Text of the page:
It can be frustrating to get caught up in someone else’s lawsuit. But that is exactly what happens when your business is served with a subpoena for documents and/or deposition testimony for a lawsuit in which you are not a party.
Subpoenas can be served personally, and in some cases via certified or registered mail. They must be accompanied by a witness fee and mileage. Even if the subpoena is not properly served, some courts require recipients to respond if they have actual knowledge of it.
Although different courts have different procedures governing subpoenas, there are common characteristics. A subpoena for discovery can require the production of documents and data. It can require a person to appear at a deposition and provide testimony under oath. Or it can require both.
Subpoenas issued to a business or an organization may describe certain subjects. The business is then required to designate to produce a witness who will testify under oath on those subjects.
Upon receiving a subpoena, a business should (i) ensure that potentially responsive documents and data is not inadvertently overwritten or destroyed; (ii) calendar any deadlines for objections (for example, Federal Courts allow 14 days to serve objections to document requests); and (iii) develop a strategy for responding to the subpoena..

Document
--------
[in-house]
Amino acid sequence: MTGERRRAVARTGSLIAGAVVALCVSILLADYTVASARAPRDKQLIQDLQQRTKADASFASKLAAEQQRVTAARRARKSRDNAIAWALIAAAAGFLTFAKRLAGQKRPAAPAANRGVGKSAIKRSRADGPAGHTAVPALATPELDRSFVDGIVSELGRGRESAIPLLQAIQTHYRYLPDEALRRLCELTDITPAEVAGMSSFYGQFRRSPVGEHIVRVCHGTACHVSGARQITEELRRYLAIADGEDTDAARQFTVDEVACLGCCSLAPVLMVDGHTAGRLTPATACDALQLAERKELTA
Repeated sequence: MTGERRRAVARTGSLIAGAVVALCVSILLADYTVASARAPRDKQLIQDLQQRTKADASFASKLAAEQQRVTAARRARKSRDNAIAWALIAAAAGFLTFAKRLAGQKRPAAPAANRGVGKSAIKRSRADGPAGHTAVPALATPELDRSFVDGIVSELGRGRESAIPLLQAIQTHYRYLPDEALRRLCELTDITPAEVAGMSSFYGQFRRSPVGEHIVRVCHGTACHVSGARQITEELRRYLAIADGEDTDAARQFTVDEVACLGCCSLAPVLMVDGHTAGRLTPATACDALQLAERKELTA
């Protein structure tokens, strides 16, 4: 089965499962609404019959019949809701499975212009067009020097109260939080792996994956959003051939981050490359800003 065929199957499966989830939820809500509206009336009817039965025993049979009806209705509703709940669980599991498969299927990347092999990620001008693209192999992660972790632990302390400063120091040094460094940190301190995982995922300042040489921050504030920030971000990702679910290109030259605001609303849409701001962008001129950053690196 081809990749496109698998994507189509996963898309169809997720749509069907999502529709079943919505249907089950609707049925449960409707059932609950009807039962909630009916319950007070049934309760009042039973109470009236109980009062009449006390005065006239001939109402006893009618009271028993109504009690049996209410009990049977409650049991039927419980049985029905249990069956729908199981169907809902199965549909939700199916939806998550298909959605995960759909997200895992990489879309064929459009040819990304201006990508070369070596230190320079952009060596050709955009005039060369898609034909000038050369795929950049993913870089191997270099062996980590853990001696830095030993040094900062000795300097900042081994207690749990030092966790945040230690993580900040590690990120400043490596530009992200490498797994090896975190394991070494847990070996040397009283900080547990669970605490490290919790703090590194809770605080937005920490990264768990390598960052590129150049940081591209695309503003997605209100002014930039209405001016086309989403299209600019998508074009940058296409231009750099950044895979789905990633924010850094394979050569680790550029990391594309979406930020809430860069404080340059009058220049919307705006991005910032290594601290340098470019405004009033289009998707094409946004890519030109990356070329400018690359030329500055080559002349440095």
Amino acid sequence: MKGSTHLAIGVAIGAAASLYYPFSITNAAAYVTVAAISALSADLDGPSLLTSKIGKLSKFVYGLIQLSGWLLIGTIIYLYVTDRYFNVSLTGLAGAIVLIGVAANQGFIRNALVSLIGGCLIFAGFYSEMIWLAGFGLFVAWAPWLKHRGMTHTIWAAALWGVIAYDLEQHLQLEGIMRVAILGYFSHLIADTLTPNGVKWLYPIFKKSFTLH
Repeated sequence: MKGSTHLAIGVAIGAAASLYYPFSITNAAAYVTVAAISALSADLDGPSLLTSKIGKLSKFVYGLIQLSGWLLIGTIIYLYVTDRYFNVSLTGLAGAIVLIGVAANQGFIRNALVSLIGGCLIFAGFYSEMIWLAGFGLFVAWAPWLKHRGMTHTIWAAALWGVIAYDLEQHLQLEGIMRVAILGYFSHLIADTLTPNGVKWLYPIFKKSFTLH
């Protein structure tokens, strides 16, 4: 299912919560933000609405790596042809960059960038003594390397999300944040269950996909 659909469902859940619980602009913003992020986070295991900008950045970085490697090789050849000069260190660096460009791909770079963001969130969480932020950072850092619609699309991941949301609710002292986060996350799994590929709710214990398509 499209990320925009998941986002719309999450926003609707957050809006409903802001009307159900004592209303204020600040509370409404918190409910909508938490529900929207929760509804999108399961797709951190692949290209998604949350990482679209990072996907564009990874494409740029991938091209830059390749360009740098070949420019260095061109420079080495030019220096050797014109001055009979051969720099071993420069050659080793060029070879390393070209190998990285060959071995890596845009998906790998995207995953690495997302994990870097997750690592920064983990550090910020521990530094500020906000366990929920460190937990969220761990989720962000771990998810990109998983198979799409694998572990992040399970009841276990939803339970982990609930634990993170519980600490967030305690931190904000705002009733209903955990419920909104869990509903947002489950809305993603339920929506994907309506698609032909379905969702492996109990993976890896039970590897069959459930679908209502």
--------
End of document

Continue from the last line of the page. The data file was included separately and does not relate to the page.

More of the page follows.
Subpoenas often impose a huge burden on their recipients, both in the time and expense of collecting, reviewing and producing documents, and in the time it takes to prepare for and appear at a deposition. For this reason, timely serving objections and/or filing a motion for a protective order with the Court is key to protecting the recipient’s rights. As a practical matter, however, the scope and burden of a subpoena can be negotiated to make it manageable for the recipient.
ASG Law has experience helping business clients navigate the proper response to a subpoena.